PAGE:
Why do I have thoughts that make me feel bad?


The brain does not know which thoughts
make you feel “bad” or “good”.

To the brain, thoughts are just electro-chemical pulses used to react to your environment.

There are no ‘good’ or ‘bad’ thoughts.

Unfortunately, though, this means that we have thoughts that make us feel bad
– even if that doesn’t seem to be what we want.

How does this happen?


Your brain created pathways a long time ago
that affect how you see the world

Your first thoughts about the world came from what was around you.

As a child, you probably got the same messages over and over again

For example, if as a child, you grew up in a household
where there was a lot of yelling and fighting, you may have had the thought more than once
that “the world is a negative, angry place”.


It may have even been more subtle, like

“people are easily irritated by me,”

“I’m the reason people are unhappy”.


Each time we have a thought, cells in our brain send ‘pulses’ to each other.

It could look like this:

X –   –   –   –   X

The more we were around those people,  the more those cells continue to ‘talk to each other’.

X- – – – – – – -X


Since we’re in the same environments over and over again, those cells tend to ‘talk to each other’ a lot.

The brain then starts to ‘invest’ in those pathways by sending white fat to cover the connection between those cells.


That white fat covering (called myeline) makes it so those cells have faster connections and are the first to activate when we are in different situations.


This means that… if, say, you were around really stressed out or angry people growing up…

there’s a good chance you have opinions about yourself based on those stressed out/angry/ depressed/anxious people’s beliefs about life and you.


Because you were around them a lot, you may have these ‘thick connections’
in your brain related to negative thoughts about yourself.

These pathways are not the ‘truth’ about you –
they were just created based on you reacting to the stress/anxiety of other people around you.


When you are really upset, there’s a good chance
you’re having negative thoughts that are coming from the past
– and those ‘thick connections’.


One way to lower the stress that comes from all of that ‘negative’ wiring is to simply be more aware…
you can do that just by asking this question the next time you get really angry or depressed about something:

“is my reaction to this event based 100% on what is happening only in this moment…  Or is it possible that part of my reaction comes from stuff that happened before this that makes me think this thing is worse than it is?”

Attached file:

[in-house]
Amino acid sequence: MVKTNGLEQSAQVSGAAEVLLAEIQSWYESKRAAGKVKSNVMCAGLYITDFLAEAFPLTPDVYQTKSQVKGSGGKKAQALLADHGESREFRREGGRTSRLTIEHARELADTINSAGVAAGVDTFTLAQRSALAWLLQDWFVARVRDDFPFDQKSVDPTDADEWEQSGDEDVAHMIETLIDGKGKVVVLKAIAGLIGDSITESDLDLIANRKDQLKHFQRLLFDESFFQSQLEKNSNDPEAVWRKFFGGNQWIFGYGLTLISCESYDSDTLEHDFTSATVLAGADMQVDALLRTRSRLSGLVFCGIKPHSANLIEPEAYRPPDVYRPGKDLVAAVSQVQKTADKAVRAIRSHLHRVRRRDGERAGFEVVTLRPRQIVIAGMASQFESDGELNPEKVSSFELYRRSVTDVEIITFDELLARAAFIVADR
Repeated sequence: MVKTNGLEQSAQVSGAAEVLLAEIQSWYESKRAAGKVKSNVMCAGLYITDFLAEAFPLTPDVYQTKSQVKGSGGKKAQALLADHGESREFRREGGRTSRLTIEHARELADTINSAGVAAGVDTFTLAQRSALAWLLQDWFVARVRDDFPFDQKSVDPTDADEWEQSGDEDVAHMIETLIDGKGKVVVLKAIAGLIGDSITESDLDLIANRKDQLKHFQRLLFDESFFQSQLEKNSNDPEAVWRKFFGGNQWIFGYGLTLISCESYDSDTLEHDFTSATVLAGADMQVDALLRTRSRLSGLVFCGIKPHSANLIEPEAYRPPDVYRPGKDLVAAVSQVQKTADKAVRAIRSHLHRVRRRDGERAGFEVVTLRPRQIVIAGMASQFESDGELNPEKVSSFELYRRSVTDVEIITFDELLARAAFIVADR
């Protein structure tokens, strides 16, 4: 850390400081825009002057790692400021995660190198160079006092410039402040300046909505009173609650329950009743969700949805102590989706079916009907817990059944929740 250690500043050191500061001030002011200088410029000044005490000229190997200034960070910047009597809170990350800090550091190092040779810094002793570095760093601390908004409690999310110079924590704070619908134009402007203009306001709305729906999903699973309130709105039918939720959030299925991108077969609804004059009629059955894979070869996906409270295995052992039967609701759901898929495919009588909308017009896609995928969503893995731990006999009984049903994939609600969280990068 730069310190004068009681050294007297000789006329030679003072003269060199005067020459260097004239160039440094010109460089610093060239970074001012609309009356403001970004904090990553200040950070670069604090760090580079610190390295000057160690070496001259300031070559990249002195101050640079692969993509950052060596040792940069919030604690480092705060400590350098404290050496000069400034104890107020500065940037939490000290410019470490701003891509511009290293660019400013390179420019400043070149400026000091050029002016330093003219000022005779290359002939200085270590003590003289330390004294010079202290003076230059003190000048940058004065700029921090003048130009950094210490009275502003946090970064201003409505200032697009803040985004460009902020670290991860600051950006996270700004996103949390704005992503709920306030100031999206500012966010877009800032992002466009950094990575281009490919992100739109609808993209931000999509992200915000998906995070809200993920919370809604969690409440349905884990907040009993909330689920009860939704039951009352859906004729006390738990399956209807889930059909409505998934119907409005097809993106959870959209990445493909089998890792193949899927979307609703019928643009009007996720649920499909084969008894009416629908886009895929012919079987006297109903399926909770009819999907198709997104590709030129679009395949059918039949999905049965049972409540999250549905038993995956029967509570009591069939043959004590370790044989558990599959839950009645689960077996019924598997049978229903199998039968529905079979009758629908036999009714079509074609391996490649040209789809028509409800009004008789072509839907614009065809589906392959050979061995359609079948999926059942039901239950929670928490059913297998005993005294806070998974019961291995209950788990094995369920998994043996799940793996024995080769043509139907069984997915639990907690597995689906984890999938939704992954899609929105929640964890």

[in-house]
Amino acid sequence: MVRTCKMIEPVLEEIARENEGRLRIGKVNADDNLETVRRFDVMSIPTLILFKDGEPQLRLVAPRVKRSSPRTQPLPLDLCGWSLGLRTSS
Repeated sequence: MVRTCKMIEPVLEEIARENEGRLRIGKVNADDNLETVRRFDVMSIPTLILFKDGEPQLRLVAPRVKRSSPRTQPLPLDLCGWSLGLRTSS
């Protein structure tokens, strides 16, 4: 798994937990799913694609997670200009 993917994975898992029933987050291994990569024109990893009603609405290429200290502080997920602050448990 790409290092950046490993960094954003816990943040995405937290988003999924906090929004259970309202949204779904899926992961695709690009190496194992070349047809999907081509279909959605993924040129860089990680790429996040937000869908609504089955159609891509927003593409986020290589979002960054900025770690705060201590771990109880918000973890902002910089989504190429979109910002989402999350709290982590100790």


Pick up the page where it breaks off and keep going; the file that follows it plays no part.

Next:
This video explains this idea even further!



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2 thoughts on “Why do I have thoughts that make me feel bad?

  • Hi Lisa! Thanks for your comments!
    As for the dark cloud of unfinished projects… well, there are times where procrastination is not a bad thing (see this article)… but in my experience not wanting to do something sometimes has to do with a) not seeing the point of it; b) not feeling a sense of urgency; or c) falling victim to my usual triggers/habits that keep me from achieving goals.
    Something that comes to mind is this:
    Many of us get lost in the pile of things that feel ‘urgent’ versus the things that are truly ‘important’ (watch this short youtube from Marie Forleo on the topic)
    There are some things that if you haven’t made a commitment to someone else surrounding it, it may be time to ask if this is really a project that is aligned with what you are trying to achieve? Perhaps you created this idea/project a while back, when you were operating from information you had back then, and since then, you got more information that has made you see that this project – or the form of this project – is actually not the best way to achieve what you want to achieve. If it’s something you committed to someone else to do, it may be worth talking with that person about how to find a fresh way of achieving the same goal, but with a different approach.
    Get really clear on why this project exists – what are you trying to achieve with it? Sit quietly and reflect on that, journaling would be great at this point. Take a few minutes to meditate by making the intention of the meditation to get clear on what you want to achieve with this project. You may not get an insight during the meditation, but at some point in the near future, you will likely get an ‘aha’ moment of – ‘that’s what I’m trying to do!’… when that gets clear, you will either a) realize how important that project really is and feel a new sense of urgency and discipline about it, or b) realize that the format the current project is in doesn’t actually fit what you’re trying to do.
    Let me know if that brings you and clarity!!

  • Stefanie,
    I have read some of your articles and they really hit home with me. You have inspired me to choose a mantra and now I better understand why I choose to organize the junk drawer over writing my course of study. Help me understand why the dark cloud of “writing my course of study” looms overhead ALL THE TIME. Is it just me that can’t let it go? I feel like unfinished projects silently nag at me and steal my joy.

    Thank you, I enjoy your sense of humor and approach in making these concepts available to everyone!!

    Lisa York

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